Ford, Toyota, Volkswagen, Fiat, Kia...Kia?Laxmi Nakarmi
Introducing a new car line in the crowded U.S. market has to be one of the riskiest ventures around. But South Korea's Kim Sun Hong did just that last February. The chairman of Kia Motors Corp. started selling low-priced Sephia subcompacts through a chain of new dealerships in Western states. This month, the dealers will get their first shipments of a second Kia car, the Sportage, a sleek sport-utility vehicle.
Such bold tactics are key to Kim's growth strategy. As he sees it, to survive in the auto business, you have to be a global player able to produce at least 1 million vehicles a year. But achieving that status has trapped Korea's No.2 vehicle maker in a vicious circle. With high costs for expansion and consumer financing, the company is forced to borrow heavily. Kia's debt hit $3.3 billion last year, up 68% in two years. This year, the company's estimated interest costs of $384 million will nearly equal its operating profits.
BUDDY SYSTEM? If Kim's strategy does not pay off soon, he may need to find a rich partner. Unlike archrivals Hyundai Motor Co. and Daewoo Motor Co., which are both part of chaebol, or huge conglomerates, Kia is an independent, publicly traded company. Although Ford Motor Co. owns a 10% stake in Kia and Japan's Mazda Motor Corp. holds 8%, their roles have so far been mostly limited to technological assistance.
Even as he looks to expand abroad, Kim is in a tough fight at home against market leader Hyundai. Kia is being hurt by a major shift in the car market, which has been growing at an average clip of 14.7% a year since 1991. While there is still a demand for entry-level subcompacts, the new Korean affluence has brought a rapid increase in demand for sedans with more horsepower, a market nearly monopolized by Hyundai's Sonata II and Grandeur models.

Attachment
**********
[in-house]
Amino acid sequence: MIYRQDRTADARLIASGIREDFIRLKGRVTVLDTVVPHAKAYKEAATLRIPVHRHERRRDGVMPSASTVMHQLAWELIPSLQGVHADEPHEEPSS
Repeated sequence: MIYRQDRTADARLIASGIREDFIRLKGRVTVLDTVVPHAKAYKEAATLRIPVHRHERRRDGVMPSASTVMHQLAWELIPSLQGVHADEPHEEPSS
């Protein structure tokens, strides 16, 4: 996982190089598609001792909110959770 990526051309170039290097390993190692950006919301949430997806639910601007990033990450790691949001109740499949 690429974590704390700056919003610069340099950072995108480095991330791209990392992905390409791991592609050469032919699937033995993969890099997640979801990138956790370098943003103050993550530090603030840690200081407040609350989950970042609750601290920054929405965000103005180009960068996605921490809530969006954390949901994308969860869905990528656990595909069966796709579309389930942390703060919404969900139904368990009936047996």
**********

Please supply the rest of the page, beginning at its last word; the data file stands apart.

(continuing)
Despite offers of cut-rate consumer financing, Kia saw its unit sales drop 14% in the first 10 months of this year. As a result, some analysts have revised their 1994 estimates of Kia earnings downward. Analyst Don Lee of Barclays de Zoete Wedd in Seoul considered
Kia's first-half performance "so disappointing" that he cut his estimate of full-year net income by 40%, to $27.5 million on sales of about $6.8 billion. Kia's stock price has dropped 36% in seven months, to $18.25, the lowest in its history.
Kia is responding to the shift by speeding development of its own more powerful sedan. It now plans to debut the code-named G-car early next year. "We're in fine shape," says Kia President Han Seung Jun, who expects to sell 350,000 cars domestically next year, up 40% from this year. Kia is confident the new sedan will pose a strong challenge to Hyundai's best-selling Sonata.
But Kia's long-term growth will depend on its success in overseas markets, including the U.S. Kia has long supplied Ford with a small car to sell in the U.S. For nearly 10 years, it was the Festiva, and since late last year, it has been the Aspire, a subcompact designed by Mazda. Now, Kia has 88 dealers in 12 Western states selling the Sephia, a version of the Aspire. Sephia's base price is $8,495, about $1,000 less than a Chrysler Neon, but it's without such popular features as air bags.
SPORTING NEWS. Kia's sales in the U.S. are off to a slow start, and it will take two or three years to build a national sales network. But the Sportage, priced at $14,000 and competing with Isuzu's Rodeo and the Jeep Cherokee, should help boost showroom traffic and sales.
Kim is also eager to develop new markets in Europe and Asia. He recently signed agreements to assemble Kia cars in Germany, the Philippines, Iran, and Indonesia. He has also lined up distributors in Europe, where imports of Kia cars are taking off. Its shipments to Europe this year are expected to be up more than 50% from last year's 21,836. The export surge is being helped by the 8%-to-10% price advantage Kia cars enjoy over comparable Japanese models such as the Honda Civic and Toyota Tercel.
While the going may be rough now, Kim believes his company will be much stronger when its expansion program winds up in 1997. By then, Kia's capacity will be 930,000 autos per year, up from 650,000 units in 1993. The heart of the expansion is a $2 billion state-of-the-art production and testing facility on Korea's west coast. With the new plant and further improvement in design, styling, and quality, Kia just may be able to move upmarket in Korea as well as overseas.